A state judge ruled Tuesday, Dec. 5, 2017, that Nassau...

A state judge ruled Tuesday, Dec. 5, 2017, that Nassau County assessment fines for commercial property owners failing to file income and expense statements are "unconstitutional." Credit: Newsday / John Paraskevas

Could the recent rush to impose, increase and ferret out novel fees to raise revenues in Nassau and Suffolk county budgets be drawing to an end?

Not quite yet.

But a decision by a State Supreme Court justice designating l some assessment appeal-related fines as illegal taxes could at least make elected officials in both counties think twice.

On Long Island, raising property taxes is considered to be politically toxic, which makes officials look almost anywhere else to raise revenue. In Nassau and Suffolk, sales taxes now generate more revenue than county property taxes.

But sales tax revenues rise and fall with the economy. In recent years, Nassau — and later, Suffolk — began increasing fees on recreation and other services. The also instituted additional fees on traffic violations.

In his decision, Justice Anthony Marano rejected Nassau’s attempt to collect up to $36 million in penalties from thousands of commercial property owners for failing to file financial information with the assessor.

The money generated from the penalties went into the county’s general fund — where it could be used to pay expenses related to any department. Money raised from such penalties, or fees, generally is supposed to be put toward funding department activities.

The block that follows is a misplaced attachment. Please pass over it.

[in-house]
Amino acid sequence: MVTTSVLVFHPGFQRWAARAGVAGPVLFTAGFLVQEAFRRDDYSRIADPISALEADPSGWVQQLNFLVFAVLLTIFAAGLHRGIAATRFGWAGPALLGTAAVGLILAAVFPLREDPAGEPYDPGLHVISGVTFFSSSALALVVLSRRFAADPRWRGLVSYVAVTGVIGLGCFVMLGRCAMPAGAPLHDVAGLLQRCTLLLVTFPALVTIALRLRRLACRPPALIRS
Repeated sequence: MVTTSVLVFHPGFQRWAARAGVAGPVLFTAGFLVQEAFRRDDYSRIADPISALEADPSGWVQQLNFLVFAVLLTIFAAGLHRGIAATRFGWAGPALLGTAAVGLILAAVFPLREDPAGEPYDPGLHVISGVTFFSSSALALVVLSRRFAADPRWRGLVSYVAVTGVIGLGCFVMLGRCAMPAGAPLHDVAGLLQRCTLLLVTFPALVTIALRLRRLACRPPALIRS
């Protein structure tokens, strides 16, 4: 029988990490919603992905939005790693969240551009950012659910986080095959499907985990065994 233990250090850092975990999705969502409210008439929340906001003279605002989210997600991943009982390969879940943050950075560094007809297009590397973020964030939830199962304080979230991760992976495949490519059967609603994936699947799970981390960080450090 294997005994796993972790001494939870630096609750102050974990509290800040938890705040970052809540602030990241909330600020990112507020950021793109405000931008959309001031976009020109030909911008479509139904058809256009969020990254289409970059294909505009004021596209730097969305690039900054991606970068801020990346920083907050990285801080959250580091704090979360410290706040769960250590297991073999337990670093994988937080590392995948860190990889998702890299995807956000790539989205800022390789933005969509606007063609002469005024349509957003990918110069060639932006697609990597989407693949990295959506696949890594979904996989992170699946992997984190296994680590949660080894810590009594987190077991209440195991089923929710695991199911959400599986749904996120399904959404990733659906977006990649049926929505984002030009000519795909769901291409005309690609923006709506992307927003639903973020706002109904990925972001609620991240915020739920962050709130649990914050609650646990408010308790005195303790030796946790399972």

In this case, however, “ ... There isn’t a scintilla of evidence that demonstrates that the revenues raised are used for assessment purposes, let alone assessment of commercial properties,” Marano wrote.

Nassau “failed to demonstrate that the funds generated by the imposition of penalties are uses to support the goals of the Annual Surveys of Income & Expenses program, i.e., to better the assessment of commercial properties in this county,” he wrote.

Instead, the penalties “are relied on to balance the County’s budget” — making them an illegal tax, Marano ruled.

The county intends to appeal the decision — as it usually does with any potential liability, which kicks the issue down the road. And, officials said, they will not refund fines until the case is decided by appellate courts.

Nonetheless, the decision likely will impact the county’s 2018 budget — which includes an estimated $5.2 million in revenue coming in from the penalties.

Nassau commercial property owners aren’t the only ones suing over newfound county revenue sources. In October, the nonprofit Government Justice Center sued Suffolk, challenging $66 million in fee hikes as “unauthorized taxes.”

That case is pending.

Even so, Marano’s decision should send a message to officials in both counties. “Using fees to raise revenue is clearly illegal under state law,” Doug Kellogg, a spokesman for the conservative good-government group Reclaim New York told Newsday. “It’s time for the counties to have an honest discussion about their budgets.”

In short, where will the search for new revenues go next?

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